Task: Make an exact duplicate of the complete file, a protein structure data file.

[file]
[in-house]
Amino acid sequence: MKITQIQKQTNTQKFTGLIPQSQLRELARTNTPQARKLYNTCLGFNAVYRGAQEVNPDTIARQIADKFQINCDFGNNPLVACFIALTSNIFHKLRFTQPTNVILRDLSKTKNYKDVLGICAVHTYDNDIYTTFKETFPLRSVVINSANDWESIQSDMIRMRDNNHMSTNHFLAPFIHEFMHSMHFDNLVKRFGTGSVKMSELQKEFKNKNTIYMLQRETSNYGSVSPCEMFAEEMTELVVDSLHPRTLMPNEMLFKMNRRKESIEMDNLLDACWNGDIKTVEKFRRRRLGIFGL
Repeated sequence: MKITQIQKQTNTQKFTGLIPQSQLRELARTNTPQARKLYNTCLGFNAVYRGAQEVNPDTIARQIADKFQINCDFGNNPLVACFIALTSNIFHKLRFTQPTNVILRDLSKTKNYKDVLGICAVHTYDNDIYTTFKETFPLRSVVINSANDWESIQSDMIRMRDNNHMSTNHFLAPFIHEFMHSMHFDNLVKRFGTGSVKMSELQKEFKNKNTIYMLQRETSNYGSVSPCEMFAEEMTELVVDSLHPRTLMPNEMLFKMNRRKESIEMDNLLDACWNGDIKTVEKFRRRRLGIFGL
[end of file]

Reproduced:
[in-house]
Amino acid sequence: MKITQIQKQTNTQKFTGLIPQSQLRELARTNTPQARKLYNTCLGFNAVYRGAQEVNPDTIARQIADKFQINCDFGNNPLVACFIALTSNIFHKLRFTQPTNVILRDLSKTKNYKDVLGICAVHTYDNDIYTTFKETFPLRSVVINSANDWESIQSDMIRMRDNNHMSTNHFLAPFIHEFMHSMHFDNLVKRFGTGSVKMSELQKEFKNKNTIYMLQRETSNYGSVSPCEMFAEEMTELVVDSLHPRTLMPNEMLFKMNRRKESIEMDNLLDACWNGDIKTVEKFRRRRLGIFGL
Repeated sequence: MKITQIQKQTNTQKFTGLIPQSQLRELARTNTPQARKLYNTCLGFNAVYRGAQEVNPDTIARQIADKFQINCDFGNNPLVACFIALTSNIFHKLRFTQPTNVILRDLSKTKNYKDVLGICAVHTYDNDIYTTFKETFPLRSVVINSANDWESIQSDMIRMRDNNHMSTNHFLAPFIHEFMHSMHFDNLVKRFGTGSVKMSELQKEFKNKNTIYMLQRETSNYGSVSPCEMFAEEMTELVVDSLHPRTLMPNEMLFKMNRRKESIEMDNLLDACWNGDIKTVEKFRRRRLGIFGL